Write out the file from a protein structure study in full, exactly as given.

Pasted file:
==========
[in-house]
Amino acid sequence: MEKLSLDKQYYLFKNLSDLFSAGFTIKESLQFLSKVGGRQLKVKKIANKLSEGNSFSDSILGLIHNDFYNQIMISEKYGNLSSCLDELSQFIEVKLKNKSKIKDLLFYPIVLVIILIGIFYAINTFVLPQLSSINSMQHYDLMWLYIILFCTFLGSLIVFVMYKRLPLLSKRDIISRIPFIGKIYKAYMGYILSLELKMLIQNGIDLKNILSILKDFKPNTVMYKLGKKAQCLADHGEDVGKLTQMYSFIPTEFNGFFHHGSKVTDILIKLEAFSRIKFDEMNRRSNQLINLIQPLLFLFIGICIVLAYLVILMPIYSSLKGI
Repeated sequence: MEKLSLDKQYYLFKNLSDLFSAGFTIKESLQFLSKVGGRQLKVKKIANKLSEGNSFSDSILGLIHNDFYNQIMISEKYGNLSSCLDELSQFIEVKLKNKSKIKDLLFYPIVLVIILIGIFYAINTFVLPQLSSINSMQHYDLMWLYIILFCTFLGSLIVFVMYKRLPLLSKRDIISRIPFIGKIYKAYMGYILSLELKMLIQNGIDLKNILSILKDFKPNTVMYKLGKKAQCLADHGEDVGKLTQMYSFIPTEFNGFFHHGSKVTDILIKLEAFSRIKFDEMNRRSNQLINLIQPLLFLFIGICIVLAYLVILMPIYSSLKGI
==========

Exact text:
[in-house]
Amino acid sequence: MEKLSLDKQYYLFKNLSDLFSAGFTIKESLQFLSKVGGRQLKVKKIANKLSEGNSFSDSILGLIHNDFYNQIMISEKYGNLSSCLDELSQFIEVKLKNKSKIKDLLFYPIVLVIILIGIFYAINTFVLPQLSSINSMQHYDLMWLYIILFCTFLGSLIVFVMYKRLPLLSKRDIISRIPFIGKIYKAYMGYILSLELKMLIQNGIDLKNILSILKDFKPNTVMYKLGKKAQCLADHGEDVGKLTQMYSFIPTEFNGFFHHGSKVTDILIKLEAFSRIKFDEMNRRSNQLINLIQPLLFLFIGICIVLAYLVILMPIYSSLKGI
Repeated sequence: MEKLSLDKQYYLFKNLSDLFSAGFTIKESLQFLSKVGGRQLKVKKIANKLSEGNSFSDSILGLIHNDFYNQIMISEKYGNLSSCLDELSQFIEVKLKNKSKIKDLLFYPIVLVIILIGIFYAINTFVLPQLSSINSMQHYDLMWLYIILFCTFLGSLIVFVMYKRLPLLSKRDIISRIPFIGKIYKAYMGYILSLELKMLIQNGIDLKNILSILKDFKPNTVMYKLGKKAQCLADHGEDVGKLTQMYSFIPTEFNGFFHHGSKVTDILIKLEAFSRIKFDEMNRRSNQLINLIQPLLFLFIGICIVLAYLVILMPIYSSLKGI